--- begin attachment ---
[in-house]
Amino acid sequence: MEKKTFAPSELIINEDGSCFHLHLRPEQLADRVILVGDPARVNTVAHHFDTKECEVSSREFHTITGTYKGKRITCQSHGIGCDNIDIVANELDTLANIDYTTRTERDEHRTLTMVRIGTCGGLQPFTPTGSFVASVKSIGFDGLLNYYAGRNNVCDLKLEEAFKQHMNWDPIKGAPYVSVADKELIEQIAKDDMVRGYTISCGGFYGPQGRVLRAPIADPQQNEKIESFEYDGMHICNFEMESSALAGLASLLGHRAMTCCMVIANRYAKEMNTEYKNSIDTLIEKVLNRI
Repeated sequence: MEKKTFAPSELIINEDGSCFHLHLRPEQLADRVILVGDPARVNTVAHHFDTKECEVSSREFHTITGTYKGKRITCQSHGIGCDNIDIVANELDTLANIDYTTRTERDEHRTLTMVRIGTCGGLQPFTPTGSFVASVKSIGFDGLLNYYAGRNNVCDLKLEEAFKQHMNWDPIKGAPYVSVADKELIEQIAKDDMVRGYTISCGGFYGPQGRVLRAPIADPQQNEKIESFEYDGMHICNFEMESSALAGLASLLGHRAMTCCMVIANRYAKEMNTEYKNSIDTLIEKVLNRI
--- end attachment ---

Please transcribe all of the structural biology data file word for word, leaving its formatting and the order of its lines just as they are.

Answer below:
[in-house]
Amino acid sequence: MEKKTFAPSELIINEDGSCFHLHLRPEQLADRVILVGDPARVNTVAHHFDTKECEVSSREFHTITGTYKGKRITCQSHGIGCDNIDIVANELDTLANIDYTTRTERDEHRTLTMVRIGTCGGLQPFTPTGSFVASVKSIGFDGLLNYYAGRNNVCDLKLEEAFKQHMNWDPIKGAPYVSVADKELIEQIAKDDMVRGYTISCGGFYGPQGRVLRAPIADPQQNEKIESFEYDGMHICNFEMESSALAGLASLLGHRAMTCCMVIANRYAKEMNTEYKNSIDTLIEKVLNRI
Repeated sequence: MEKKTFAPSELIINEDGSCFHLHLRPEQLADRVILVGDPARVNTVAHHFDTKECEVSSREFHTITGTYKGKRITCQSHGIGCDNIDIVANELDTLANIDYTTRTERDEHRTLTMVRIGTCGGLQPFTPTGSFVASVKSIGFDGLLNYYAGRNNVCDLKLEEAFKQHMNWDPIKGAPYVSVADKELIEQIAKDDMVRGYTISCGGFYGPQGRVLRAPIADPQQNEKIESFEYDGMHICNFEMESSALAGLASLLGHRAMTCCMVIANRYAKEMNTEYKNSIDTLIEKVLNRI